Mr. Norris is masterly in weaving together complex, fraught interpersonal behavior with societal flashpoints with lucid simplicity – and no shortage of the kind of organic levity born of the human condition. To borrow the title of a popular TV show of the ‘50s hosted by Art Linkletter, Mr. Norris reminds us, most artfully, that people are funny (often without intending to be).

The manner in which he illustrates our racial attitudes might be described, with a nod to late New York Senator Daniel Patrick Moynihan, as defining prejudice downward – which is to say, we need not think of ourselves as explicitly racist to nevertheless carry around preconceived tropes that pigeonhole other humans into lazy caricatures of our own making. It’s the inexcusable tendency to look at other people as little more than just that – “other.” 

Hence, Mr. Norris has his characters talk with patronizing pity about the man at the grocery store who has his clerk’s job because he is on the spectrum, as if this individual’s defining characteristic is that he’s a hardship case. 

The playwright also scores points in pointing out our self-absorbed ignorance of world cultures born in antiquity, as if they are quaint curiosities that we observe at a cool distance. We can’t be bothered to understand and appreciate the precious histories of the world in all their richness and uniqueness, and contributions to our own relatively infant society.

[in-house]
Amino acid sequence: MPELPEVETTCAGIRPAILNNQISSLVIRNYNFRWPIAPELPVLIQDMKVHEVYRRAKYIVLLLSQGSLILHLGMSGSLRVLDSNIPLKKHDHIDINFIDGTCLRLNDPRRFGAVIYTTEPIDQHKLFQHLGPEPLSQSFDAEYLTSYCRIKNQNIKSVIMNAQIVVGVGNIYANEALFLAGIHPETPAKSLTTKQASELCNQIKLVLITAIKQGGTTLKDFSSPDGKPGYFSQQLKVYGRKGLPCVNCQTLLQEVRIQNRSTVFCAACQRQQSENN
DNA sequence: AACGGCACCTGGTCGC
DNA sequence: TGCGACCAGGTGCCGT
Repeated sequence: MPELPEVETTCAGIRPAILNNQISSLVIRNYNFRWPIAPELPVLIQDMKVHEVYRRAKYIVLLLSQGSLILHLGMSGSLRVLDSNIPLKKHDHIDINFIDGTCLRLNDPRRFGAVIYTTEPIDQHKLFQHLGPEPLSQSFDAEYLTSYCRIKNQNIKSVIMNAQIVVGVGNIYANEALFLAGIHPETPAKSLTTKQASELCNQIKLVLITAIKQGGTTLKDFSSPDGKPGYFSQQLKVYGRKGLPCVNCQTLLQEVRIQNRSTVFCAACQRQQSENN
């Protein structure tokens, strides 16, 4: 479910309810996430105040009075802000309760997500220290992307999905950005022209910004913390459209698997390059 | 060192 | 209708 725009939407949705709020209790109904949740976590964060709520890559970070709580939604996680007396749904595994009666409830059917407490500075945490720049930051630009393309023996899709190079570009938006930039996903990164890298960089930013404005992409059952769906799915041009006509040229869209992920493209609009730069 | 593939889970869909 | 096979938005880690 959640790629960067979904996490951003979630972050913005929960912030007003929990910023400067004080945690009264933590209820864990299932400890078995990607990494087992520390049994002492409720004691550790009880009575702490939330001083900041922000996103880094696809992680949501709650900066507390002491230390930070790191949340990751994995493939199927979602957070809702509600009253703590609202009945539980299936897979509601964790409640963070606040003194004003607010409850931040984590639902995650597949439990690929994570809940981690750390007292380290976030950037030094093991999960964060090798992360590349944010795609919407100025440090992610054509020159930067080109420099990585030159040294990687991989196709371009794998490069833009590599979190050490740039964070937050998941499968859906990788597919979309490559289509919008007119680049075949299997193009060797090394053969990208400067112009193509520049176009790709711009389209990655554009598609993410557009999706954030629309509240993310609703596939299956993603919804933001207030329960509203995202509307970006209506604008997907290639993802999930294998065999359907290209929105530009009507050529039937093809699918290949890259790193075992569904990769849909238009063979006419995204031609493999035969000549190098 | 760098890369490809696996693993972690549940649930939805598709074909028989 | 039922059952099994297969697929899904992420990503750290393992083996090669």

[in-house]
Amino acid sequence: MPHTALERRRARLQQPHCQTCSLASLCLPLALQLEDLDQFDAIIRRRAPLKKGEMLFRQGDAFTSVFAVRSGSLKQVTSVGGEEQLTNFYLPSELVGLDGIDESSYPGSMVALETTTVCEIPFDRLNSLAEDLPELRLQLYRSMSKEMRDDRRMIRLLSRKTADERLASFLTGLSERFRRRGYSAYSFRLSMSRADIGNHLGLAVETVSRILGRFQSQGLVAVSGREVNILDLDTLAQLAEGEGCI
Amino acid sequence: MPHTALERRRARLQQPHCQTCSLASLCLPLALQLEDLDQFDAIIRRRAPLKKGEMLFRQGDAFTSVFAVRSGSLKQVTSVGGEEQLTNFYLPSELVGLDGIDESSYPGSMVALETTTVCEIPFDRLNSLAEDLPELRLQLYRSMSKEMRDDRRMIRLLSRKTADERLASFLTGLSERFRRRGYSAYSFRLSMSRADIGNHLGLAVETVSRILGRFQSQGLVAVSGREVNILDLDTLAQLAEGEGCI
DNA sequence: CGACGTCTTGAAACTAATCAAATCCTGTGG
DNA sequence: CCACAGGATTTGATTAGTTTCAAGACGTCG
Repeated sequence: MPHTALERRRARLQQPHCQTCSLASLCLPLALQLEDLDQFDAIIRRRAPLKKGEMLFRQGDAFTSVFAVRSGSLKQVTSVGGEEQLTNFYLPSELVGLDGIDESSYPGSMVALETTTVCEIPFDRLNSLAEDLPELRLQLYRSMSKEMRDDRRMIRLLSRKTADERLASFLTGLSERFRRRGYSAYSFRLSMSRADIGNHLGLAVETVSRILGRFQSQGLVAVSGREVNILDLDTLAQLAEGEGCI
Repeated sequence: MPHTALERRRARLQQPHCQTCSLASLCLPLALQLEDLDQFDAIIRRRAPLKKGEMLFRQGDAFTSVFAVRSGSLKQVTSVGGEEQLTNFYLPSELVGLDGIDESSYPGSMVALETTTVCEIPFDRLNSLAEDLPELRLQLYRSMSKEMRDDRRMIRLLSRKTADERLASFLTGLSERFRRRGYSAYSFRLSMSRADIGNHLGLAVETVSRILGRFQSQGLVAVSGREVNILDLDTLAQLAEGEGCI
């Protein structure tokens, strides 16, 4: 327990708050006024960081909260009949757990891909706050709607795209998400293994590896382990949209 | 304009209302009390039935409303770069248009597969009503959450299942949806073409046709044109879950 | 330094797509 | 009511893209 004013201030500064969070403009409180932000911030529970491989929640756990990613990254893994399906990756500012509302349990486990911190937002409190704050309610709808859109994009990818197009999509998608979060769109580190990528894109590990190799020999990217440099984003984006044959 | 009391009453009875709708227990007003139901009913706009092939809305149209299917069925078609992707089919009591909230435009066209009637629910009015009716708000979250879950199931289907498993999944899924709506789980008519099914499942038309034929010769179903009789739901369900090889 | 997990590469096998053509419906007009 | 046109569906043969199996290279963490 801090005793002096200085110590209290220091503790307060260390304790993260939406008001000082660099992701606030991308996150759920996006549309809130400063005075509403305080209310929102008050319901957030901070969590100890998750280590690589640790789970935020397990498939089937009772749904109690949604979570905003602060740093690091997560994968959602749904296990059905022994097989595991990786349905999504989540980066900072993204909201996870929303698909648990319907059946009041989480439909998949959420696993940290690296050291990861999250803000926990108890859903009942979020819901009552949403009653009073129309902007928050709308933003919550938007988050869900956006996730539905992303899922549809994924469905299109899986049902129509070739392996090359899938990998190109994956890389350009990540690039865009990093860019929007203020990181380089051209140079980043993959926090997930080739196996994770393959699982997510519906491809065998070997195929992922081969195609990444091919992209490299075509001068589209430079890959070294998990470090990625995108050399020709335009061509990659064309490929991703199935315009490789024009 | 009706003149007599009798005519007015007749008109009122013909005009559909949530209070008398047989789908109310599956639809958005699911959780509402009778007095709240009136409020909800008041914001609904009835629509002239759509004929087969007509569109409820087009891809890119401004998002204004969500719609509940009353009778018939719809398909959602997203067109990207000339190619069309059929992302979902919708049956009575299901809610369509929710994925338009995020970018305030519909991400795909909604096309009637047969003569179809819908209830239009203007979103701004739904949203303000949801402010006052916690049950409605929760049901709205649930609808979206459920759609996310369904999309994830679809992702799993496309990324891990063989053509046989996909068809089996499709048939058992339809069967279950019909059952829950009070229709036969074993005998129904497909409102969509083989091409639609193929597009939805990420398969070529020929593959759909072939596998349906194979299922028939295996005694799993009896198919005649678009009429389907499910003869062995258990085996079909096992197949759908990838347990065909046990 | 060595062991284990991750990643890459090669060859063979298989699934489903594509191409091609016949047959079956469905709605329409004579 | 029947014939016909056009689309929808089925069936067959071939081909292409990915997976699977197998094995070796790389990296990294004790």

All of Clybourne Park’s stagecraft is of a laudable piece with the writing, acting, and direction.

Set designer Rob Ward works his usual magic with the twin Act I and II sets depicting the subtle yet distinctive transformation of a middle-class home’s decor across five decades. Also on their game, as usual, are lighting designer Mike Gnazzo, costume designer Janet Fenton, sound designer Larry Wilbur, property designer Beverly De Caprio Huff, and stage manager Allison Schneider. Darian Slattery is a consultant on the production for American Sign Language used in Act I. The Nov. 30 performance is open-captioned for the hearing impaired.

Producing for Elmwood Playhouse are Steve Taylor and Nivia Viera, who also deserve plaudits for the high-quality production they expertly shepherded. 

Elmwood’s Clybourne Park seethes with delicious tension and sizzles with eruptions of laughter from fade in to fade out. There are two kinds of people in the world. Those who know Raisin in the Sun and those who do not. Elmwood Playhouse’s production of Clybourne Park is a must-see for all of the above. 

There’s always time to pay the flashy neon prices of Broadway. Just not this time. Pay a visit instead to Clybourne Park.

Photo Credit: Steve Schnur

BroadwayWorld Awards Voting